On blogging altruistically or narcissistically and why Facebook is simply easier

The New York Times has an article light on data and big on conjecture claiming “Blogs Wane as the Young Drift to Sites Like Twitter.” A sample: “Former bloggers said they were too busy to write lengthy posts and were uninspired by a lack of readers.” This Hacker News comment describes the blogging situation well:

I think there are two ways to blog: altruistically or narcissistically. If you’re blogging altruistically you’re blogging for others primarily and yourself secondarily. If you’re blogging narcissistically you’re mostly blogging for yourself.

Most of the great blogs that I visit are all done altruistically. They are well maintained, post useful information, and very rarely waste my time. They also require a huge amount of effort on the part of the blogger because they really have to do work to gather and present interesting and useful information for their readers.

What a lot of the press has referred to as blogging is “narcissistic.” Instead of coming up with interesting information and vetting it for their readers they mostly just spew whatever thoughts they had that day onto the page. It doesn’t take a huge amount of effort, but the signal to noise ratio is also very low.

It’s really hard to write stuff that will be interesting to people who don’t know you and have no real connection to you. I know because I’ve been writing The Story’s Story for three years and change. Over that time, it became obvious that producing at least one meaningful post a week is difficult. If writing in such a way that other people actually want to read your work weren’t so difficult, we wouldn’t have nearly as many professional writers as we do.

If your goal is mostly to bask in the relative adulation of others, you can probably do it more efficiently (and narcissistically) via Facebook. Look at the large number of girls who post bikini or MySpace shots and wait for the comments to roll in (note: they are doing this rationally). If your goal is mostly to communicate something substantive, you’re going to find that it’s not five or ten times harder than posting a 140-character message on FB or Twitter—it’s 50 or 100 times harder. Twitter is easier than “A list of N things” and “A list of N things” is easier than a blog post and a blog post is easier than an essay.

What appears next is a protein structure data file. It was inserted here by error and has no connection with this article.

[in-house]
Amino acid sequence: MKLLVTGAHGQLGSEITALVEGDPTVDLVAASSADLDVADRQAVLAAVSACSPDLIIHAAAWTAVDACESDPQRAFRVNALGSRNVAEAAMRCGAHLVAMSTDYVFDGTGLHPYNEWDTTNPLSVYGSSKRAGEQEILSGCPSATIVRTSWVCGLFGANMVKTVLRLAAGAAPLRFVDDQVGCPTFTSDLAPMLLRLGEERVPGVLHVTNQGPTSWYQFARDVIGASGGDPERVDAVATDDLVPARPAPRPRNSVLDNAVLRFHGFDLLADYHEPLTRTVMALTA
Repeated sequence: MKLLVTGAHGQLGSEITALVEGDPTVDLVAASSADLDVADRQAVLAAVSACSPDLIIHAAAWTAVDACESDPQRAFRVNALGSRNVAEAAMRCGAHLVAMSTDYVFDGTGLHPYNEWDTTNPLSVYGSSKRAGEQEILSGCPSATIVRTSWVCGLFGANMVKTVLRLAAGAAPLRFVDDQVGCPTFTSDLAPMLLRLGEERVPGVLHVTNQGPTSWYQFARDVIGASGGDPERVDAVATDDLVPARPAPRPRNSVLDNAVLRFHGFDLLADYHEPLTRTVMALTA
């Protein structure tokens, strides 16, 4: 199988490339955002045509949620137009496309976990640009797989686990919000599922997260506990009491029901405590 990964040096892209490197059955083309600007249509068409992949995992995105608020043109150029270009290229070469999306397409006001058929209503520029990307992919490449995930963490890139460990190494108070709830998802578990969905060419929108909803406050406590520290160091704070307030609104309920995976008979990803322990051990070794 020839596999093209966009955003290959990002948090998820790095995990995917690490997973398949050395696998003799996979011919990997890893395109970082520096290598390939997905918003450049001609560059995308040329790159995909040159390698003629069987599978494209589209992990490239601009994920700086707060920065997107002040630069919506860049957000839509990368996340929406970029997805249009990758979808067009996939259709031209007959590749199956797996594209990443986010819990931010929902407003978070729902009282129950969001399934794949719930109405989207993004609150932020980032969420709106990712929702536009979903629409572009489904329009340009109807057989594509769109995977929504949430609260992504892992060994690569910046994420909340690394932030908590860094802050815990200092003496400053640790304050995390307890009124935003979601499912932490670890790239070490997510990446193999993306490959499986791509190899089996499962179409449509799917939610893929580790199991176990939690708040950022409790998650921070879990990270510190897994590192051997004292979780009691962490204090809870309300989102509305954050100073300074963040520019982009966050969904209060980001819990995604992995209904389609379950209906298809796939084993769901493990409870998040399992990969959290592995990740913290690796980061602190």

People who want to be real writers (or filmmakers or whatever) in the sense that people with no current relationship of any kind will find their work useful will probably still blog or use other equivalents. But most of those who think they want to be real writers will probably find out precisely how hard it is to come up with useful and interesting stuff regularly. Then they’ll quit, and the people who remain will be the ones who have the energy and skill to keep it up and write things people want to read.

I’m not against Twitter, but a while ago I posted this: “What can be said in 140 characters is either trivial or abridged; in the first case it would be better not to say it at all, and in the second case it would be better to give it the space it deserves.” The first part of that sentence can fit on Twitter, but the second part clarifies and reinforces the first.

Furthermore, real life can get in the way of substantive posts. At the moment, I’m recovering from the reading for my M.A. oral exam, which was Friday (I passed). As a result, I haven’t written a lot of deep, detailed posts about books over the last month. I haven’t written that many in general this year because the thing that used to primarily be my hobby—writing about books—has now been professionalized in the form of graduate school. So the energy that used to go into those posts is now more often going into my papers. Writing academic articles “counts” towards my career and toward eventually getting people to pay me money. Writing blog posts doesn’t. I don’t think the two are pure complements or pure substitutes, and I doubt I will ever stop writing a blog altogether because blogs are an excellent for ideas too short or underdeveloped for an article but still worth developing.

Plus, did I mention that good posts are hard to write? I think so, but I’ll mention it again here because I don’t think most people really appreciate that. Perhaps it’s best they don’t: if they did, they’d probably be less inclined to start a blog in the first place. The people who keep it up and keep doing it well have a mysterious habit of finding ways to get paid for it, either by writing books of their own or by finding an organizational umbrella (think of Megan McArdle or Matt Yglesias).

The number of people out there who have the inner drive to keep writing in the absence of external gratification is probably relatively small. I’ve made tens of dollars from “The Story’s Story.” The number of groupies who’ve flocked to me as a result of writing this blog is not notably large. Perhaps not surprisingly, most people will gravitate towards something easier, and I don’t think I’m writing this solely to raise my own status or show people how hard core or nice I am. I think I’m mostly writing it because it’s true.

9 responses

  1. I just found this post while randomly searching wordpress, right after viewing “Social Network”.. I’m not a FB member, but I do have a blog. You’ve given me food for thought, as I don’t want to be a narcissist – I want to post meaningful things.

    Still trying to balance light-hearted entertainment-style writing with actually making it worth “your” time. Thanks for the inspiration & insight.



  2. I certainly agree with everything you said here, but would add a couple of other considerations. I tend to use mine the same way I used to use notebooks, as a ‘thoughtbook’. Also, I follow blogs (like yours) for a similar reason – I find the writer interesting and enjoy reading whatever they feel like writing about, fully formed essay or brief scribbling, on whatever topic interests them. For me, it’s about the person. Facebook, for me, is for people I know. Blogs are generally written by people I don’t, and probably never could, as they are all over the world. But I’m one of those people who write all the time, am used to having no audience, and don’t worry about being read or liked or not.